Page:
Prediction #3:  If governments don’t slow down their spending, bond investors will really get burned.

My instincts tell me that 2013 will be a happy New Year.  And bear in mind that if none, any or all of these predictions come true it will be an unadulterated fluke.

 

 

 

 

Malvin Spooner.

 

 

Sex and the January Effect!

A perplexing phenomenon for money managers and academics alike is the so-called “January effect.”  Also known as the small-cap effect it generally refers to the fact that January tends to be a pretty good month for the stocks of smaller companies.  Despite efforts to come up with an explanation – window dressing by institutional investors, tax-loss selling and so forth – there seems to be no rational reason for the superior performance of these smaller company stocks early in every new year.  Before devling into my own radical theory, is this a real or mythical phenomenon?

Personally, I’ve bet on this phenomenon over many years – loading up the mutual funds I’ve managed with smaller companies during December that I considered inexpensive (their share prices were beaten up for any number of reasons).  The strong January investment performance would often put my portfolio in the top rankings for several months into the new year.  Always good for business.  I’d also encourage clients to buy our specialty fund that concentrated on smaller growth companies in early January, and hold it for a few months to capture the excess return.  It simply worked.

Experiencing or just believing in the effect is one thing, but does the data support the myth?  There are many studies confirming the anomaly.  I found the adjacent chart illustrating that in in January the smallest publicly traded companies indeed do better than the bigger companies.

“From 1926 through 2002, the smallest 10% of all stocks (or “10th decile”) beat the 1st decile stocks by an average of 9.35 percentage points in the month of January.”

Despite repeated efforts to explain why there is a January Effect, everyone agrees that it still remains pretty much a mystery.  Academics refer to such patterns as ‘anomalies.’  My own belief is that there are many instances when statistical observations are better explained by human behavior rather than analytics.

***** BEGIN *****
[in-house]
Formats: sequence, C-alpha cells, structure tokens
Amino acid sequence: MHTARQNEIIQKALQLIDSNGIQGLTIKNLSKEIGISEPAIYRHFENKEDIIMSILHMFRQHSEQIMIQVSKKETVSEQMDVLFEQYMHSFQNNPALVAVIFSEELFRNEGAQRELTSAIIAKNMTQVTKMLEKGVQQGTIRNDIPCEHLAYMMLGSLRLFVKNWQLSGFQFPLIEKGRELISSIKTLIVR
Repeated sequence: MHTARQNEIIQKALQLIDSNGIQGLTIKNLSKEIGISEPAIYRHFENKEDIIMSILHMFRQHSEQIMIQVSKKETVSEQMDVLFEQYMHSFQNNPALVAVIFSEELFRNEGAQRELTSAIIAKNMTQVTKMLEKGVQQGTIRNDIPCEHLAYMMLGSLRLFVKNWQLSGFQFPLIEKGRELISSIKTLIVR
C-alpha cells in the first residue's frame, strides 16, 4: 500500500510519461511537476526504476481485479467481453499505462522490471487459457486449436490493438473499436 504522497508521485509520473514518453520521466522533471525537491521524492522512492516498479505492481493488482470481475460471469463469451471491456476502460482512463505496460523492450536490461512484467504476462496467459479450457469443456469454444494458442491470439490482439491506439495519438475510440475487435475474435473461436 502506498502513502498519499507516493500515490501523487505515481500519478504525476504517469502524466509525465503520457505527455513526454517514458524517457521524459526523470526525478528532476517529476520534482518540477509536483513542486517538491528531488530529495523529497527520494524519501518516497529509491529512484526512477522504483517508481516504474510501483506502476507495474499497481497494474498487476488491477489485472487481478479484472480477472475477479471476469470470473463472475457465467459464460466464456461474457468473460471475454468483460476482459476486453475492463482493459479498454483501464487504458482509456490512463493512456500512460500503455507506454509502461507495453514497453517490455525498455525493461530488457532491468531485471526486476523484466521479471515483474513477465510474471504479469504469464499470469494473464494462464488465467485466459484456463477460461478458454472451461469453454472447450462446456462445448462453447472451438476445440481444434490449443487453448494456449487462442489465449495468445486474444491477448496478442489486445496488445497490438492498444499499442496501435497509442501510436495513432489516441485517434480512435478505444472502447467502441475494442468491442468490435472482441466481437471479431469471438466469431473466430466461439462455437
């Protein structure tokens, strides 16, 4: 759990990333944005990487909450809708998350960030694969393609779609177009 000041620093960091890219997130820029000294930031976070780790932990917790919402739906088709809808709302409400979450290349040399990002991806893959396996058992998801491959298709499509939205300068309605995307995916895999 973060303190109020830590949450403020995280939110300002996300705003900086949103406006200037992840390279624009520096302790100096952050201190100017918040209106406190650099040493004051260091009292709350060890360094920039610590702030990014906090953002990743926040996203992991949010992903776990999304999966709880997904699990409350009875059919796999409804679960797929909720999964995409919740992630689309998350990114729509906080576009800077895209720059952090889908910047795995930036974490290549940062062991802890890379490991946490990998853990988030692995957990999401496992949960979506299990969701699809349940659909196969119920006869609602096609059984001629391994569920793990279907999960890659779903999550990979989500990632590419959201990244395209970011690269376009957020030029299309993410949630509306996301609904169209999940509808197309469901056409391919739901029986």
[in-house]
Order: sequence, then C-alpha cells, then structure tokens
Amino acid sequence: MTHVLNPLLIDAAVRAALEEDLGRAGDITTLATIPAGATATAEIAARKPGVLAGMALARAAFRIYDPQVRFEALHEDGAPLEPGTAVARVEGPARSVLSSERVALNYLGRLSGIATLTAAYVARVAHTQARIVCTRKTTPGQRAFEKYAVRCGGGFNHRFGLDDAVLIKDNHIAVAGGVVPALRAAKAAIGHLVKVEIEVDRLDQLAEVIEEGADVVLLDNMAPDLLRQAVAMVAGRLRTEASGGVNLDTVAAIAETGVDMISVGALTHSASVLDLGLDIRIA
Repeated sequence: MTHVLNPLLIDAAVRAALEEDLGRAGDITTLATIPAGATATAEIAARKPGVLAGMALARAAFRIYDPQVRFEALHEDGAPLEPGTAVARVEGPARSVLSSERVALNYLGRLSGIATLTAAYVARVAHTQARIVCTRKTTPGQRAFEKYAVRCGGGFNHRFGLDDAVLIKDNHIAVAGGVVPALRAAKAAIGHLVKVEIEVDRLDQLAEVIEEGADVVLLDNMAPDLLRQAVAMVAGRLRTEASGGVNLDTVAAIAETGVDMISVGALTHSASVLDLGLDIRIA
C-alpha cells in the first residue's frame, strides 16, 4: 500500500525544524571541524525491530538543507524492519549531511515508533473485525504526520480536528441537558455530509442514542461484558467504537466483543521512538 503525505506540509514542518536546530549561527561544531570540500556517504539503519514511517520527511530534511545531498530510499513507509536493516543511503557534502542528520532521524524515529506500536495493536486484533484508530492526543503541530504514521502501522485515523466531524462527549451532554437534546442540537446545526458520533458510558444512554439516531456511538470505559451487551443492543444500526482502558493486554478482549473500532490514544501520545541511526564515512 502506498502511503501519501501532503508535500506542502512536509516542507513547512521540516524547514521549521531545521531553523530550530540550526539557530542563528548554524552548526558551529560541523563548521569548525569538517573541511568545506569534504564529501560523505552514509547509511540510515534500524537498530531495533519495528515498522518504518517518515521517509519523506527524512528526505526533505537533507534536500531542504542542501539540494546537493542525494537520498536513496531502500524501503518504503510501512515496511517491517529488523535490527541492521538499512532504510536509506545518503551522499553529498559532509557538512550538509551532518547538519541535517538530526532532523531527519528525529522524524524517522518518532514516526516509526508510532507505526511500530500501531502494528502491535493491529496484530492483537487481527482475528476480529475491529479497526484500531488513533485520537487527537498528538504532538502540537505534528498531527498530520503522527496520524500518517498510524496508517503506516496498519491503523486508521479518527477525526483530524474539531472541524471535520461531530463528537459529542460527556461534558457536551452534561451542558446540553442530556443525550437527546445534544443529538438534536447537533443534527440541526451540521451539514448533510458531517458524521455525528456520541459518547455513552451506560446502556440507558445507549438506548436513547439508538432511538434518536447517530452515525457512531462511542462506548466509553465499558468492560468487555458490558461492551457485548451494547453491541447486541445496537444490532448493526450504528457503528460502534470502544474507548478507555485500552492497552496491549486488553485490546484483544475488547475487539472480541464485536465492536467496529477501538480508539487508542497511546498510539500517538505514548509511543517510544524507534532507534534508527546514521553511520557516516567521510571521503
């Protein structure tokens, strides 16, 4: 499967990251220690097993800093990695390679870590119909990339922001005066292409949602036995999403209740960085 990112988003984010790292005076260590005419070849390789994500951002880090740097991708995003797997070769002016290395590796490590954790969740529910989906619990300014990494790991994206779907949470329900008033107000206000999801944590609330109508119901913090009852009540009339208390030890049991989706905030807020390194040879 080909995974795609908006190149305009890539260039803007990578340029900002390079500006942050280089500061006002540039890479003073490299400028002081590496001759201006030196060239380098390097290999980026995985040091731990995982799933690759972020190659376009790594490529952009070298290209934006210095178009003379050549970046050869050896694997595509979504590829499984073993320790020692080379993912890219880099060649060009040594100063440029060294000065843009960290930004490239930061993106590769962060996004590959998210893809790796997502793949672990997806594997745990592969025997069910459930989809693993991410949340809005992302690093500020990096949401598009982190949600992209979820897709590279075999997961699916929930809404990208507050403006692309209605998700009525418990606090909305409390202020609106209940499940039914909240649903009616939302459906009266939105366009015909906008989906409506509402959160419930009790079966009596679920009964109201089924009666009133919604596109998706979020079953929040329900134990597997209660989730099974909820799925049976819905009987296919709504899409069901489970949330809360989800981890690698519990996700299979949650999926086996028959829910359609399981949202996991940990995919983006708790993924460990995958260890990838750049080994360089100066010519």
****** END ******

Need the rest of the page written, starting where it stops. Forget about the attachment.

Ever notice that most babies are born in August and September?  Biologically speaking, this would suggest that our species do tend to act somewhat differently nine months prior to these births every year.  During the festive season there’s a whole lot of warm and fuzzy feelings that seem to influence our behavior.  In some cultures there’s a surge in indulgences – food and wine for instance – and for a brief couple of months stress and fear are reduced signficantly.  How do we respond?

Clearly we are inclined to be more intimate.  Couples (if you’ve been married for awhile you’ll understand this) successfully avoid romantic activity for most of the year; bored with their partners or simply turned off by their annoying habits and personality flaws.  Suddenly during the holidays we set aside our grievances and become more tolerant. Those quirks might even seem endearing for a brief period.  Perhaps in the northern hemisphere humans are genetically engineered to seek warmth and comfort during the colder winter months?

 Consider these cold hard facts:

  • We are more than willing to be intimate (hence the birthrate 9 months later) despite the risks – being asked to do more chores and the inevitable burden of an increased level of conversation.
  • During these months we spend recklessly on family and friends who don’t need the consumer items and in some cases don’t deserve them.
  • People drink more alcohol than they should and eat food that is bad for them.

Why wouldn’t the perennial change in our emotional makeup also have an impact on our investment decisions?  My theory is that once a year risk aversion takes a brief backseat in our psyche – and while our hearts and wallets are open why not take some free-spirited risk in the stock market?  Collectively hoping for a big score in those smaller company stocks that occasionally pay big, we all dive in together and cause their prices to rise.

The evidence of humanity’s willingness to take on more risk in the bedroom during the holidays becomes evident nine months later.  And it should come as no surprise that the financial consequences of investment decisions made in a fit of euphoria during the holiday season also show up by September of most every year also.  September is pretty much always the worst month for those stocks bought earlier in the year – small and large companies alike.

I certainly hope you had a good laugh reading my theory explaining the mysterious January effect.  In my opinion it is certainly as good as the explanations you’ll read in the media.  Truth is there is much we’ll never understand about so-called ‘anomalies’ whether they occur in financial markets or in human behavior.  Simply knowing they do occur however can be a powerful tool when making one’s own investment decisions.  Come to think about it, just knowing about some behavioral anomalies might also help when it comes to family planning.

Best wishes to you for a Happy Holiday!

Malvin Spooner.